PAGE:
The good news is that Byrd could see Pena when he stopped by to visit, even though he said his vision was still fuzzy. Even better, Byrd was hungry and eating pizza in the hospital.
"He's doing well," Pena said of the Cubs outfielder. "He's a tough kid. When you see an injury like that, you want to be as optimistic as possible, but all you think is the worst. I was very fearful for his vision, for his eye, for damage to his head."
When Pena arrived at the Massachusetts Eye and Ear Infirmary, Byrd was sitting up slightly and able to talk.
"When I saw him, I took a deep breath and it was a relief," Pena said. "He was hungry. He said, 'I'm so hungry.' I said, 'Good.' I know when stuff like that happens, usually the last thing you want to do is eat.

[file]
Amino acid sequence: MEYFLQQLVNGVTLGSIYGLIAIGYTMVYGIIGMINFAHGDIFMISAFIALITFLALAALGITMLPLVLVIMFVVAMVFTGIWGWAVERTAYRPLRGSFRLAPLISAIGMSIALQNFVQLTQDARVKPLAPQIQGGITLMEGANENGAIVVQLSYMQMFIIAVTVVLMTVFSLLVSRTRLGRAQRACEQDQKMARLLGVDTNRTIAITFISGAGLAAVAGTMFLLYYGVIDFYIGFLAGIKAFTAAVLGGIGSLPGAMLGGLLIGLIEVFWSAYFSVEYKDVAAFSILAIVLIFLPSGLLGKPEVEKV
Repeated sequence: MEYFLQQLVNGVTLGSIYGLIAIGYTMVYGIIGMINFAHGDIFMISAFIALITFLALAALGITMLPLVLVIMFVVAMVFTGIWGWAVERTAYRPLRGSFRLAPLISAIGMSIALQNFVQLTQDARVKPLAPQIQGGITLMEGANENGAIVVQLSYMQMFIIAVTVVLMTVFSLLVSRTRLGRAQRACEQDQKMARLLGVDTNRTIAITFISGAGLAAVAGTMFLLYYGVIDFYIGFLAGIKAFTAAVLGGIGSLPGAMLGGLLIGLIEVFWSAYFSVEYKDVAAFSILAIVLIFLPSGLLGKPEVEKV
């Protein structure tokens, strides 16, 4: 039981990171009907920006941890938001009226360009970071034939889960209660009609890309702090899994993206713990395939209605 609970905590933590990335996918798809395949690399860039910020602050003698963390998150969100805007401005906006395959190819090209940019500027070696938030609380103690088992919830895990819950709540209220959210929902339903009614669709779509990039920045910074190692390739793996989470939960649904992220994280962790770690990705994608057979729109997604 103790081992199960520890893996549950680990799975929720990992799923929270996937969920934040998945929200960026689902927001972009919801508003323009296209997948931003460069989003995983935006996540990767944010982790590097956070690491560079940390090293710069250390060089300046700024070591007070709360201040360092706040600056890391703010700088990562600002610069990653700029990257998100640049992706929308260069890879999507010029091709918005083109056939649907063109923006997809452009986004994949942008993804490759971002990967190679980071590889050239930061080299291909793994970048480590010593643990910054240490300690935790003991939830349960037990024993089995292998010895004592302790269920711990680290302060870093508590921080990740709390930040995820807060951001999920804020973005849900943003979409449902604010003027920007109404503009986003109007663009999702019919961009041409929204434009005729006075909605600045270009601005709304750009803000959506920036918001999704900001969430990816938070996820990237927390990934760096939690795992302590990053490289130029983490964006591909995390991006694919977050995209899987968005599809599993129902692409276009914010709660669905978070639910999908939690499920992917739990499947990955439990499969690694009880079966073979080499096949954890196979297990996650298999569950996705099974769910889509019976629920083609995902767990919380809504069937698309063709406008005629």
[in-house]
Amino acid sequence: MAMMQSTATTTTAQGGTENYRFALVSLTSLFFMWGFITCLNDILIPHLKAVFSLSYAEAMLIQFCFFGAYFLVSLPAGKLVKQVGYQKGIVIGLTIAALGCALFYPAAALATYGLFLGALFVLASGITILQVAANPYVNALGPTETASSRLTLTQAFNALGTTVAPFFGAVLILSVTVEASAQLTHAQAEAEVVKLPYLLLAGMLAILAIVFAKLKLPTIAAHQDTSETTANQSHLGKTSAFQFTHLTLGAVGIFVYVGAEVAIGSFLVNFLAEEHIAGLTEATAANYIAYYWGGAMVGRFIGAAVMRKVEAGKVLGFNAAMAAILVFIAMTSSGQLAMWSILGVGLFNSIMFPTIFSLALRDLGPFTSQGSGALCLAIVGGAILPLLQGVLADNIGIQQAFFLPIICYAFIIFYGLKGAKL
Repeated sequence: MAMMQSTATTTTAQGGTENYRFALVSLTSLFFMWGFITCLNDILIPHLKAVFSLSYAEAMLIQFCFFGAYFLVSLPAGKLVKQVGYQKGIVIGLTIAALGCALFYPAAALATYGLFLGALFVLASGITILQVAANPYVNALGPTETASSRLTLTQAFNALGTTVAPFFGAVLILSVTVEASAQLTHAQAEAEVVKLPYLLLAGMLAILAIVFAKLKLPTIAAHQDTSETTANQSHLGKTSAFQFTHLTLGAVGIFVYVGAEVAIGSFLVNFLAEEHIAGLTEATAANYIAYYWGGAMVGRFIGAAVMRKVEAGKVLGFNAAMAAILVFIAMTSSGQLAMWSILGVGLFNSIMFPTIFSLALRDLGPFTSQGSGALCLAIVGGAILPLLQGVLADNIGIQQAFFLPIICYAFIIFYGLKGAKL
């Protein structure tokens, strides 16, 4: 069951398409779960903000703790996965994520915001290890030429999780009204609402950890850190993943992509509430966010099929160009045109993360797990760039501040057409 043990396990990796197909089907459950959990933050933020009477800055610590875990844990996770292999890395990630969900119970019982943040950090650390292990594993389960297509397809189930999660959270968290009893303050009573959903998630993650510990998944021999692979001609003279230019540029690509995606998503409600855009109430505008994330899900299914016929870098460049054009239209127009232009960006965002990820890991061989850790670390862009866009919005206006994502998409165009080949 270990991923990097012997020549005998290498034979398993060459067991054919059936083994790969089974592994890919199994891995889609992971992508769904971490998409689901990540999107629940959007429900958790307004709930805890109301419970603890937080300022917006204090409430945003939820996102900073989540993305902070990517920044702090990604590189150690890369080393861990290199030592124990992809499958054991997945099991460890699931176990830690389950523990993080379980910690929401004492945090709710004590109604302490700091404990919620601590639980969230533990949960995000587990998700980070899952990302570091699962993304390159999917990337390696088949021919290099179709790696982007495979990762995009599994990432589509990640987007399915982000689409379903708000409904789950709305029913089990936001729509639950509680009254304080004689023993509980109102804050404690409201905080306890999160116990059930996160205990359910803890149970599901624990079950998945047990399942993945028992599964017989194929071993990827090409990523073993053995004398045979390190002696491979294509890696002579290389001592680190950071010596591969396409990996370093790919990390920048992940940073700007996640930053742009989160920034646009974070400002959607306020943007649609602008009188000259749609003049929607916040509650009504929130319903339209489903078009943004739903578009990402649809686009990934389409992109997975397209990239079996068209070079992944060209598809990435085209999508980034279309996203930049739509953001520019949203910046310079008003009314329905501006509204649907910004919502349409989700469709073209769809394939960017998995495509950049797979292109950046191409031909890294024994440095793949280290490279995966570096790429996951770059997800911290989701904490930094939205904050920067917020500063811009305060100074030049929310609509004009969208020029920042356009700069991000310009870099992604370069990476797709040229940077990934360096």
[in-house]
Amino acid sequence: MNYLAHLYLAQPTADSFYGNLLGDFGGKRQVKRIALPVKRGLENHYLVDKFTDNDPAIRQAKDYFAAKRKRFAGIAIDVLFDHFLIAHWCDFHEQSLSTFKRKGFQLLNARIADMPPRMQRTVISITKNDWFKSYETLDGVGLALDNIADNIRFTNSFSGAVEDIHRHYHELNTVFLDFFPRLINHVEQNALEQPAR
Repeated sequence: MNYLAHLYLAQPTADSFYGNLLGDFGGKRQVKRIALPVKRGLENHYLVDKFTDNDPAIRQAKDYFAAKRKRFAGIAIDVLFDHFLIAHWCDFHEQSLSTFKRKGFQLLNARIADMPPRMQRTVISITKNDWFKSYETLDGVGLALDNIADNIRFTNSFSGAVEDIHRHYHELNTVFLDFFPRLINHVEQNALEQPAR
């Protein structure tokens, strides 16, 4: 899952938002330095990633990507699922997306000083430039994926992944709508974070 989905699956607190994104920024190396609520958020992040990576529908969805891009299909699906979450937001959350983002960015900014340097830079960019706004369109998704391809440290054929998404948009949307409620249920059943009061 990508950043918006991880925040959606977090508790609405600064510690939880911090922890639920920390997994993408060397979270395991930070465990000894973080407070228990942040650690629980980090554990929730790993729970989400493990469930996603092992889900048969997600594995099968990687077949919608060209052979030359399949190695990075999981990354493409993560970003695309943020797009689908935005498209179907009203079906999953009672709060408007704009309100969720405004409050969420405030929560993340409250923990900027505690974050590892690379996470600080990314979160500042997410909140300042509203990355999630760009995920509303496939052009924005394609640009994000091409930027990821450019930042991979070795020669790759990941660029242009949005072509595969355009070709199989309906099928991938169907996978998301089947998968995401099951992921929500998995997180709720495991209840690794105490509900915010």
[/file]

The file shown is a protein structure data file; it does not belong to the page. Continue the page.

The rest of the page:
"To see him conscious and cracking a smile, now I could relax a little."
It was a scary moment not just for the Cubs and Red Sox but also for the 37,798 fans at Fenway Park, who made what Pena called a scary noise as Byrd fell to the dirt, writhing in pain.
"You fear the worst -- no matter how positive you are, you fear the worst for your friend," Pena said. "I'm so relieved and so thankful I saw him [at the hospital] and he was way better than I thought he was going to be. I expect him to be back with us pretty soon, even if it's just to hang out. I know the guys will be very happy to see him walking around and smiling and seeing Marlon even if he has a black eye."
The rest of the game, several of the Red Sox players kept asking Pena for an update on Byrd, whose wife, Andrea, was in Boston and with her husband at the hospital. Byrd never lost consciousness and was to fly back to Chicago with the team after Sunday's game.
Byrd will see several specialists during the week, and there's no timetable for his return. The good news is that his vision seemed OK.
"Last night, he told me he could see me," Pena said. "[He said], 'I see you -- you're blurry, but I see you.'"
That was what Pena needed to hear.